Bob Parr’s arc is especially interesting in this movie. You don’t often see mid-life crises depicted in animated kids’ movies for the obvious reason that no kid can relate to it. And Bob’s inability to cope with not being a superhero anymore is the driving factor behind much of the eventual conflict. You understand him though, as his real desire is just to help people, something he can’t do much of in his monotonous insurance agent job.Coach’s Craig T. Nelson is really good in the role. Even better is Holly Hunter as his wife Helen. She’s wonderfully smart and funny, always in charge and demanding of your attention. Helen’s the heart of the team, and manages to be simultaneously Bob’s supporting partner, a beleaguered mother, and an incredibly assertive leader when necessary. Her elastic superpower also makes her easily the most fun character for the action and espionage scenes. And the movie certainly goes out of its way to make her sexy. Their children Violet and Dash aren’t as interesting, she being an angsty awkward teen, and he a troublemaker; but they’re both given enough good material to work with to overcome that. The stuff with each of their powers is very creative and they both have minor arcs to overcome. Dash of course has super speed abilities, and Violet has the forcefield and invisibility powers of Sue Storm. In fact the whole family is really just a better version of the Fantastic Four. Syndrome is voiced by Jason Lee, who actually manages to be really good. He has a very good origin story, having been an impetuous kid who tried to force himself to be Mr.Incredible’s sidekick. In his defence, Mr.Incredible’s assertion that you can’t be a superhero without superpowers is pretty unfair and ignorant. In Mr.Incredible’s defence though, he was a horribly annoying kid. Though the set-up for his character was flawed and a little too obvious, he wound up being a very fun villain with a really original evil plan: sell his own technology to the world making everyone a Super and thus making the very idea of heroes redundant -not a great plan, or one that makes a ton of sense, but original. Samuel L. Jackson is great as Lucius, Bob’s best friend and also a former superhero called Frozone. He too longs for the crime-fighting days of yore but is a bit more willing to move on. There are some good turns from Elizabeth Pena as Mirage, Bud Luckey, and the ever reliable Wallace Shawn (speaking of Toy Story stars, John Ratzenberger’s cameo as a villain called the Underminer, introduced in the last moments, I’m still hoping will be the villain of the sequel). The scene stealer though is Bird himself as the Edith Head inspired super-suit designer Edna Mode. Edna might be one of Pixar’s funniest characters, from her design, to how she moves, to her eccentric personality and priorities.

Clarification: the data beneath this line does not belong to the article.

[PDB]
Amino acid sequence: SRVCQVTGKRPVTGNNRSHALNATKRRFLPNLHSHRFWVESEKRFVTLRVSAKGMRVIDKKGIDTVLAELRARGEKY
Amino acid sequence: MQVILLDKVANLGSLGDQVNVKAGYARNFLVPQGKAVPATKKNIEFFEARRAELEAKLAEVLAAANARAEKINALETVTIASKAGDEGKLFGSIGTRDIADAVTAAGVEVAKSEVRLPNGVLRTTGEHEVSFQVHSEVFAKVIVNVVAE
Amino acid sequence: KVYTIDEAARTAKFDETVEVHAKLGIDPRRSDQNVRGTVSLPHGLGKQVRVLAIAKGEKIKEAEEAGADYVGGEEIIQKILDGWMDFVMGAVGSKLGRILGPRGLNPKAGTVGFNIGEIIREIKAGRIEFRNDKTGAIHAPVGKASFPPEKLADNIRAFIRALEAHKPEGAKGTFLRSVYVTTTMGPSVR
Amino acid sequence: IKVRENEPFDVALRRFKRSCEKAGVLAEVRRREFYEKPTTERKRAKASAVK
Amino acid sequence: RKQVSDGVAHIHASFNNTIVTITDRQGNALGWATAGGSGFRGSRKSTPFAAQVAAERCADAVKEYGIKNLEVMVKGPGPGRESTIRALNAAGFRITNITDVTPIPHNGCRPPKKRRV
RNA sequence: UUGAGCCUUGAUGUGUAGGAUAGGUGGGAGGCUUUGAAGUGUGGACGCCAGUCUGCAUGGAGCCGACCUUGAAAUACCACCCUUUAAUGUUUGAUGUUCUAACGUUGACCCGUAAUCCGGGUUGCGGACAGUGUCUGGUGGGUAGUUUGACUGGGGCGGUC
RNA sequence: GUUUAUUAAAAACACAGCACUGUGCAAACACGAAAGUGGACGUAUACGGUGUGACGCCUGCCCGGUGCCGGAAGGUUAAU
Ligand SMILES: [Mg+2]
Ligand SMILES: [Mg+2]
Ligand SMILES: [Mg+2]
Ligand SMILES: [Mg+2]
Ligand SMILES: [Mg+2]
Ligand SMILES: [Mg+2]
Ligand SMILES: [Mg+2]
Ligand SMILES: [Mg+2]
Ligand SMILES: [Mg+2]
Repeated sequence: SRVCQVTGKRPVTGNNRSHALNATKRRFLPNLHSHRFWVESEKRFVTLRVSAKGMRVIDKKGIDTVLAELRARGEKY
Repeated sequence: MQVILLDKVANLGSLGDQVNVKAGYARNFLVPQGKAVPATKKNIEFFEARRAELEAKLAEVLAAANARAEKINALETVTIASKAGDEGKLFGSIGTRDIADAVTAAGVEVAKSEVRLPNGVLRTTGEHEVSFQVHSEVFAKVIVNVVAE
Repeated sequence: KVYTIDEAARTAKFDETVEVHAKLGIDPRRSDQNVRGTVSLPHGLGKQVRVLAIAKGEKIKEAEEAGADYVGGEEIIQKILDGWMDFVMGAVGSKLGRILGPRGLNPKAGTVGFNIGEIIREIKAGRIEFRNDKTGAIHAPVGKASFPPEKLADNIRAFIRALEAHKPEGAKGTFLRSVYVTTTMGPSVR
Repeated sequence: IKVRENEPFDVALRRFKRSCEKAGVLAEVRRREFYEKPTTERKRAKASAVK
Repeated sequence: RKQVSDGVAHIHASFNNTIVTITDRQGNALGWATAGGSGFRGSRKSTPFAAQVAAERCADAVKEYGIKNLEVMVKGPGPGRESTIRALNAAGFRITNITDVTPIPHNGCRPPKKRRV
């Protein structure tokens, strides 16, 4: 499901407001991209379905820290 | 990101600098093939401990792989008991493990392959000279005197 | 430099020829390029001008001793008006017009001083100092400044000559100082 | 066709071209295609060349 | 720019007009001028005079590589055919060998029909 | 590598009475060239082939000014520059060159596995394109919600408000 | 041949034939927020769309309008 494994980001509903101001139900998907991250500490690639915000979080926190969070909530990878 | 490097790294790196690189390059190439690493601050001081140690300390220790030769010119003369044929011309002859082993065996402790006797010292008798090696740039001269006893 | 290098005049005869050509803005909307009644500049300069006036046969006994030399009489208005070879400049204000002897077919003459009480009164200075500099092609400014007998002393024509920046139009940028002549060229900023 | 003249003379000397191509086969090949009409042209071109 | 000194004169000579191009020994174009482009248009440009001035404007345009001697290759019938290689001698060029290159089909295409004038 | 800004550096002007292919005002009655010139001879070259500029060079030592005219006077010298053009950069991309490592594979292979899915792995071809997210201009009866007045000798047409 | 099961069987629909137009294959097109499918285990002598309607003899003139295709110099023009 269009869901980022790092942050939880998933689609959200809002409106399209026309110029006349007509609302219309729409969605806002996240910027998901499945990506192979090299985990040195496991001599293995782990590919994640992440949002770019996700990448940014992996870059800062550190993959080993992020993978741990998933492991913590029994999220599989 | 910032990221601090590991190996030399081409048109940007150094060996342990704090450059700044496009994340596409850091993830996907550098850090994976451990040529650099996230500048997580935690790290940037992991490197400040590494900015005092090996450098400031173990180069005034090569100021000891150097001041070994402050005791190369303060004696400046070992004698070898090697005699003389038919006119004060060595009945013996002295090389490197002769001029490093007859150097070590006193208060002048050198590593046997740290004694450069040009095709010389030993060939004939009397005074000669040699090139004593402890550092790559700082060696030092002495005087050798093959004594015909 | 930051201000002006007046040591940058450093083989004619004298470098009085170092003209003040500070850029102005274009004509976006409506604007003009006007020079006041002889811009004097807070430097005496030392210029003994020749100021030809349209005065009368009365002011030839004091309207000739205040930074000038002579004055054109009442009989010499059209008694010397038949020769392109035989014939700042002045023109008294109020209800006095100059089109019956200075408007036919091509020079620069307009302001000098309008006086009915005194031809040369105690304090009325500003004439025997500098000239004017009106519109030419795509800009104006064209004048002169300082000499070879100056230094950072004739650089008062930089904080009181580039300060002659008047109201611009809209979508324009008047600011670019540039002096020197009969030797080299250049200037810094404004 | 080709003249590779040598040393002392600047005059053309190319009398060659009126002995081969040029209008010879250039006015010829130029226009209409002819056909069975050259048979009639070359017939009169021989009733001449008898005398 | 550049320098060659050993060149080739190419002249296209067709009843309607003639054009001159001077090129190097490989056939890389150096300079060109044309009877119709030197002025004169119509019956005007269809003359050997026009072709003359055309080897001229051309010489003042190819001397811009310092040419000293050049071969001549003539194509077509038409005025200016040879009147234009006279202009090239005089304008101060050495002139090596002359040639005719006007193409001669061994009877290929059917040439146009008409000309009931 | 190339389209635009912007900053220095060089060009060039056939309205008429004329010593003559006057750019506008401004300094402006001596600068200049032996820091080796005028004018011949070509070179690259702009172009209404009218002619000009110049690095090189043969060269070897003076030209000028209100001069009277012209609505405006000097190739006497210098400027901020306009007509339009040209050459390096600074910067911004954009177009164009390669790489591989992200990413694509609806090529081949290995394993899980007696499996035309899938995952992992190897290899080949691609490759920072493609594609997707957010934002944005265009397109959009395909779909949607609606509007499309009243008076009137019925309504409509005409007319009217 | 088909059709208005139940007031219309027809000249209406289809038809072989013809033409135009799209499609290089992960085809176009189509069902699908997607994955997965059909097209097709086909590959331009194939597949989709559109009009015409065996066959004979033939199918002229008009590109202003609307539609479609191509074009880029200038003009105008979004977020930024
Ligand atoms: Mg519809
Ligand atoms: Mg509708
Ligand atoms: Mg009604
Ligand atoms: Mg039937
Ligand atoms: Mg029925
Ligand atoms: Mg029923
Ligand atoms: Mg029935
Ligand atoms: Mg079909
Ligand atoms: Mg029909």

Edna gets some of the biggest laughs of the movie. This movie’s darkness extends to its sense of humour, with her rant on the hazards of capes being illustrated by clips of numerous heroes dying because of them. There are also a ton of jokes easy to miss in her fast dialogue. I love how in the opening the superheroes are being interviewed on television, and of course it’s really funny that Mr.Incredible saving a man from suicide kick-starts the end of the Supers. And subsequently, Supers in hiding are treated like they’re in witness protection. There are some great action-comedy moments, probably the best being when Helen’s caught between multiple doors and has to get the key-card out of a guard’s pocket. In fact a lot of the time, the action is really used to better the comedic timing. It’s sharp, very energetic, and superbly choreographed to the super powers. As fast as the action can get at times, it never becomes imperceptible or loses momentum. I think of the trailer sequence as a good example of this. Oh, and Lucius’ popular bit with his off-screen wife about his super-suit is pretty hilarious.